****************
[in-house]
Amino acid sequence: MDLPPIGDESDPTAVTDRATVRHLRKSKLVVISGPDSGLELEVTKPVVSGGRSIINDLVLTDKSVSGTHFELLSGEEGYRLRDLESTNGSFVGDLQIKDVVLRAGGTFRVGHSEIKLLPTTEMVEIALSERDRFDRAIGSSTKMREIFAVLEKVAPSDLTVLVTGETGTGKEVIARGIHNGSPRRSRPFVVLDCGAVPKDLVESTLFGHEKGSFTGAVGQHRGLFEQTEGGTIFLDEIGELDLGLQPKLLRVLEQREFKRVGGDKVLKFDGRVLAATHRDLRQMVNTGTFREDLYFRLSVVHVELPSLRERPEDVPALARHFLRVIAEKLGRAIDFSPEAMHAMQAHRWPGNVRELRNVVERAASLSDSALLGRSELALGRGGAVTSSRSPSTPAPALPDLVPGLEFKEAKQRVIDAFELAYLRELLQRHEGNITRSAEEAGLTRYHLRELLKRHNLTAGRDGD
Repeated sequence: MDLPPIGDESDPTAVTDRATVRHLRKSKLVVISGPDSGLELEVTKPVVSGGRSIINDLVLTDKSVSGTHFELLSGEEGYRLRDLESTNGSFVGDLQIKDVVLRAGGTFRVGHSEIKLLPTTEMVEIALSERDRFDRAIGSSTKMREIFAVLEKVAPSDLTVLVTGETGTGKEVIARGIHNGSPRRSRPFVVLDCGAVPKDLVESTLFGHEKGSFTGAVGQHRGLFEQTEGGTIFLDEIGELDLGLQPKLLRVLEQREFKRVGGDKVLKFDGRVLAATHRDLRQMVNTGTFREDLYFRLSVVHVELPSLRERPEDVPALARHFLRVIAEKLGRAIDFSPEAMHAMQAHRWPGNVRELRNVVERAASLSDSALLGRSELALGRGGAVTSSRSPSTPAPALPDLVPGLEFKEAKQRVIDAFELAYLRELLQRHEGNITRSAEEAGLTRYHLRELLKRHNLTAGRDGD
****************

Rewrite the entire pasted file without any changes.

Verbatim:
[in-house]
Amino acid sequence: MDLPPIGDESDPTAVTDRATVRHLRKSKLVVISGPDSGLELEVTKPVVSGGRSIINDLVLTDKSVSGTHFELLSGEEGYRLRDLESTNGSFVGDLQIKDVVLRAGGTFRVGHSEIKLLPTTEMVEIALSERDRFDRAIGSSTKMREIFAVLEKVAPSDLTVLVTGETGTGKEVIARGIHNGSPRRSRPFVVLDCGAVPKDLVESTLFGHEKGSFTGAVGQHRGLFEQTEGGTIFLDEIGELDLGLQPKLLRVLEQREFKRVGGDKVLKFDGRVLAATHRDLRQMVNTGTFREDLYFRLSVVHVELPSLRERPEDVPALARHFLRVIAEKLGRAIDFSPEAMHAMQAHRWPGNVRELRNVVERAASLSDSALLGRSELALGRGGAVTSSRSPSTPAPALPDLVPGLEFKEAKQRVIDAFELAYLRELLQRHEGNITRSAEEAGLTRYHLRELLKRHNLTAGRDGD
Repeated sequence: MDLPPIGDESDPTAVTDRATVRHLRKSKLVVISGPDSGLELEVTKPVVSGGRSIINDLVLTDKSVSGTHFELLSGEEGYRLRDLESTNGSFVGDLQIKDVVLRAGGTFRVGHSEIKLLPTTEMVEIALSERDRFDRAIGSSTKMREIFAVLEKVAPSDLTVLVTGETGTGKEVIARGIHNGSPRRSRPFVVLDCGAVPKDLVESTLFGHEKGSFTGAVGQHRGLFEQTEGGTIFLDEIGELDLGLQPKLLRVLEQREFKRVGGDKVLKFDGRVLAATHRDLRQMVNTGTFREDLYFRLSVVHVELPSLRERPEDVPALARHFLRVIAEKLGRAIDFSPEAMHAMQAHRWPGNVRELRNVVERAASLSDSALLGRSELALGRGGAVTSSRSPSTPAPALPDLVPGLEFKEAKQRVIDAFELAYLRELLQRHEGNITRSAEEAGLTRYHLRELLKRHNLTAGRDGD